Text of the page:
Our personal mantra might be "just let me live," but our professional mantra is "soft skills are everything." So what are soft skills? Why are they important? Which ones are the most important? Plus, we're talking about Kaitlyn Bristowe's new podcast and answering our weekly "Dear HBIC."
Real Talk: Why Soft Skills Are More Important Than Technical Skills
- What are soft skills?
The top ten most popular soft skills companies say they look for when hiring include:
1) Candidate has a strong work ethic – 73 percent
2) Candidate is dependable – 73 percent
3) Candidate has a positive attitude – 72 percent
4) Candidate is self-motivated – 66 percent
5) Candidate is team-oriented – 60 percent
6) Candidate is organized, can manage multiple priorities – 57 percent
7) Candidate works well under pressure – 57 percent
8) Candidate is an effective communicator – 56 percent
9) Candidate is flexible – 51 percent
10) Candidate is confident – 46 percent
- Why are they important?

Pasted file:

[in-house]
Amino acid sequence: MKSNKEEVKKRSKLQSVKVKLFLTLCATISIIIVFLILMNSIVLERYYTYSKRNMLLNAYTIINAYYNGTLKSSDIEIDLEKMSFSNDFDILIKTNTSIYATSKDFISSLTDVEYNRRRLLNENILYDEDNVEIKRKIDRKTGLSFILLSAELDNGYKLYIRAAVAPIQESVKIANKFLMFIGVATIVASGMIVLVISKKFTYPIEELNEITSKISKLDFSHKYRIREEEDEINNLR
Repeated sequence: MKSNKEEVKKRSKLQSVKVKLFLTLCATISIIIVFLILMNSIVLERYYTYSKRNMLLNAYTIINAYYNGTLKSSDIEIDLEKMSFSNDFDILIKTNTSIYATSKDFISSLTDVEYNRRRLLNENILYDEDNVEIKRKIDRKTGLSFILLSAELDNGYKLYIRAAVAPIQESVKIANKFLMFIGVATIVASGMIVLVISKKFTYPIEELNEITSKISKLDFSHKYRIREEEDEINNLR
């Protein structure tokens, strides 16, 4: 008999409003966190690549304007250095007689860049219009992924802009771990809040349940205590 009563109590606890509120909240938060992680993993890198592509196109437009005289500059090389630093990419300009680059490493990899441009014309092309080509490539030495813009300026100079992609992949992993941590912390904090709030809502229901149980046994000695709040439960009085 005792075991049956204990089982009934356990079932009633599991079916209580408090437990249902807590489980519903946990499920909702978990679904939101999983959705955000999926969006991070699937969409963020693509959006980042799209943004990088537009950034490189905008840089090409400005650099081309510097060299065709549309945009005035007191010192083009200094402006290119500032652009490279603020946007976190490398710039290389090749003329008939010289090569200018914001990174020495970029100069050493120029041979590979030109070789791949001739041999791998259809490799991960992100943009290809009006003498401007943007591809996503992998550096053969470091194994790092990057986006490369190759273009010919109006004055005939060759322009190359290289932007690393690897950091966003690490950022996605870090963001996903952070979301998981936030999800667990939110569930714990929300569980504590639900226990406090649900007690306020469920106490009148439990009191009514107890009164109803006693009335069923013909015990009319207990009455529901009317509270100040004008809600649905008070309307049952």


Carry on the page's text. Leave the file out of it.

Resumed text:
- Research conducted by Harvard University, the Carnegie Foundation and Stanford Research Center concluded that 85% of job success comes from having well‐developed soft and people skills, and only 15% of job success comes from technical skills and knowledge (hard skills). http://www.nationalsoftskills.org/the-soft-skills-disconnect/
- Why do we think Soft Skills are #1?
- You can teach hard skills. It’s really difficult to teach soft skills.
- I’d much rather work with someone who has no experience and wants to learn as opposed to someone who’s good at their job but hard to work with.
- Hard Skills still matter -- that’s how you get your foot in the door.
- Almost 40% of HR pros only pass along the resumes of the candidates that have the technical skills to do the job. https://about.beyond.com/Content/Resources/files/Media/pdfs/HardskillsVsSoftskills.pdf
- So, I am in a position in which I hire college students to work PT in an office setting as a marketing assistant. The number of candidates who want a customized schedule and already come to the interview with a laundry list of days off (that they NEED to have) is baffling to me. I know I probably sound like an old 'boomer' but within your first 60 days, you shouldn’t need 17 days off for vacation. Am I being unreasonable?
Would You Rather…
- Never drink in front of your coworkers or always be the one who gets a little (way) too drunk
- Be filthy rich and live 200 years ago or be poor but live today?
What We’re Loving This Week
- Elise: Kaitlyn Bristowe’s podcast, Off the Vine
- Meleah: Traditional Medicinals “Throat Coat” tea. It’s kind of gross, but it’s great when I’m feeling under the weather.
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